When Passion Fuels a Physician’s Educational Journey
Dr. Stella Onuoha-Obilor
When Dr. Stella Onuoha-Obilor, a Nigerian-trained physician, left her practice in her home country to join her husband in the U.S. more than 10 years ago, she knew she could leverage her medical background and continue making a difference through the field of public health.
“I have this great passion to impact the lives of people around me,” says Dr. Onuoha-Obilor, a senior medical management clinician for CenterLight Health System in the Bronx, where she instituted an exercise program that includes Zumba fitness classes during lunch and after work.
Her inspiration for earning her Master of Public Health (MPH) and Doctor of Public Health (DrPH) is to help improve the delivery of value-based healthcare. Dr. Onuoha-Obilor looked for higher education opportunities that would not only align with her personal mission but also accommodate her busy lifestyle. “When I read Walden’s mission of positive social change I said, ‘Wow, this is for me. I am an activist for social justice.’” And, she says, “Anyone can do it; it’s all about determination.”
When she’s not working, studying, or taking care of her family, Dr. Onuoha-Obilor is making a difference in her community. She credits her MPH experience with helping her encourage community and church members to exercise more. As a result, she has developed six Body & Soul fitness programs in local churches in the Bronx to increase physical activity and promote healthy eating to fight obesity.
As a lifelong learner at Walden, Dr. Onuoha-Obilor shares some tips for other online students who are working toward their educational goals:
Know what you want. Set goals based on your needs and priorities. However, she cautions, always have a timeline for what you want to achieve. You are your own advisor, so figure out which approach works best for you. “I always say one has to be disciplined; it’s key to learning. I have time to do homework and to care for my children, and I study after they go to sleep.”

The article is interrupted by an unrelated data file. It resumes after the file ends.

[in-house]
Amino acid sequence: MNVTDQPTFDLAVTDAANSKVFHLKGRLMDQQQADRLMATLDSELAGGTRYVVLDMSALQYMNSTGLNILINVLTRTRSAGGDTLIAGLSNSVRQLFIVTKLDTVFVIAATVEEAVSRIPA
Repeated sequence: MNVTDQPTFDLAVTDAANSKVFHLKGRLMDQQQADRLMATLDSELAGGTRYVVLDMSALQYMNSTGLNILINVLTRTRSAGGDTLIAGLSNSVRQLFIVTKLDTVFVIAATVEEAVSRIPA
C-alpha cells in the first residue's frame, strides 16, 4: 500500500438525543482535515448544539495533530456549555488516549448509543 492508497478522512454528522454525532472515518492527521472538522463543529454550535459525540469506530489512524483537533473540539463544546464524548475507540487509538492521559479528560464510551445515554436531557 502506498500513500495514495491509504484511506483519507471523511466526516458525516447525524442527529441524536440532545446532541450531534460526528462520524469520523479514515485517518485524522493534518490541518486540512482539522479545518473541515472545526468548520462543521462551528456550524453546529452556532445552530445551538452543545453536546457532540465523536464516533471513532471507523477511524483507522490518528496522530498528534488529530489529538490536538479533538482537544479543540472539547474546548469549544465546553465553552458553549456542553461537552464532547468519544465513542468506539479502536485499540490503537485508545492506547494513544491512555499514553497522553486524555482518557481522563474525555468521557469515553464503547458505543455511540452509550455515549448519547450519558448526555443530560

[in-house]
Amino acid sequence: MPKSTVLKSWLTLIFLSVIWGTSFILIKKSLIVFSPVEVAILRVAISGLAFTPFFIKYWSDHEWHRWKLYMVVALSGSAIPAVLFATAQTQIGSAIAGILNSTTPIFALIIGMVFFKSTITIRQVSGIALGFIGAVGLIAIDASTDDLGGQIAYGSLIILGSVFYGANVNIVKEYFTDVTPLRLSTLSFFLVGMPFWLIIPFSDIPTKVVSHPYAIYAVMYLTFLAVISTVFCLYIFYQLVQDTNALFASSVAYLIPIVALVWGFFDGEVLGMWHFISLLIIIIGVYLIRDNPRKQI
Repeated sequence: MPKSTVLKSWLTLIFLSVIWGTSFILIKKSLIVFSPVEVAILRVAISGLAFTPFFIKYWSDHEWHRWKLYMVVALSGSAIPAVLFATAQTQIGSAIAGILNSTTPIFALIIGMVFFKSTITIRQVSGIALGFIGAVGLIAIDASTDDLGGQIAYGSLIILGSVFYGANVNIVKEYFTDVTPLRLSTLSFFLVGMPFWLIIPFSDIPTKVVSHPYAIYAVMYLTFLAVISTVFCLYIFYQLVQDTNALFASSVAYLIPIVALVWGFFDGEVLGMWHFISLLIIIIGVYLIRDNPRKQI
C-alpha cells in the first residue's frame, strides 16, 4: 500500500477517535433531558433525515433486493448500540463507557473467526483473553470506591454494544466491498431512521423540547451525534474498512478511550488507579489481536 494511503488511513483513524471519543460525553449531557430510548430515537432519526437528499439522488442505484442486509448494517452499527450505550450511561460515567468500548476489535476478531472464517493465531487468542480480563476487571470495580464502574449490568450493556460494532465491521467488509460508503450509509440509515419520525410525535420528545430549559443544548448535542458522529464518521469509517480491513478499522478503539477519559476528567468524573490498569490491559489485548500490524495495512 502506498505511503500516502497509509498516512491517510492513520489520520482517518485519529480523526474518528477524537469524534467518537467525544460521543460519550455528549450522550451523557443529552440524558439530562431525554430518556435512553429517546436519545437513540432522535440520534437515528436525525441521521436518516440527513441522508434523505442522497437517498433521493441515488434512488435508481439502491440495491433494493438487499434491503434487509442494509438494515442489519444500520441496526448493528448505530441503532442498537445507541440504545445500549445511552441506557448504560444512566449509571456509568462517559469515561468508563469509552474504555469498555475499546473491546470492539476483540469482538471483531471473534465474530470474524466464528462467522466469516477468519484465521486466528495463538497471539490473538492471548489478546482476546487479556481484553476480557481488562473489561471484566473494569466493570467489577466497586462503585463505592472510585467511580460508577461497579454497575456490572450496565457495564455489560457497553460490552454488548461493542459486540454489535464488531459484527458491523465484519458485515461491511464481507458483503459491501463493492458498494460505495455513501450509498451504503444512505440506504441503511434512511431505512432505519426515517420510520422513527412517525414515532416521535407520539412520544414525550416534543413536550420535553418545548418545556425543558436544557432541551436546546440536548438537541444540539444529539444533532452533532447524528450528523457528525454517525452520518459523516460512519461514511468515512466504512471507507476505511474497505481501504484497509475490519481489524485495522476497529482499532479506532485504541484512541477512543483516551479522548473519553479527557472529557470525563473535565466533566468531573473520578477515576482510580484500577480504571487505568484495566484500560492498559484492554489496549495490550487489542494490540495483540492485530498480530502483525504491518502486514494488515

Take it step-by-step. Dr. Onuoha-Obilor recommends starting with the end in mind. “Once you say you can do it, no one will advise you better than yourself. You have to be your own cheerleader.” In addition to strong self-motivation, build a network that includes family, friends, and colleagues and allows time to connect with them. Remember, your success is the success of your community.
Ask for help. If you don’t ask for help, you won’t receive it. She frequently writes to her instructors, which has led to a good rapport and allowed her flexibility when she needed it. “We have good teachers who give their time to help us.” She also says it’s critical to make use of all of the university’s resources. Walden creates a community of learning to support its students through help from faculty members, peers, personal advisors, the Student Support Team, and staff at the Writing Center, the library, and career services. “Take advantage of all of the resources available to you,” she says.
Dr. Onuoha-Obilor hopes her doctorate from Walden will help her achieve a leadership role that will allow her to impact policy, regulations, and rules that pertain to healthcare in the U.S. She also would like to return to Nigeria and help transform its healthcare system. “Having practiced in Nigeria, I can’t close my eyes; I can’t forget my humble beginnings. If I can effect change back home, I must share my knowledge and do all that I can.”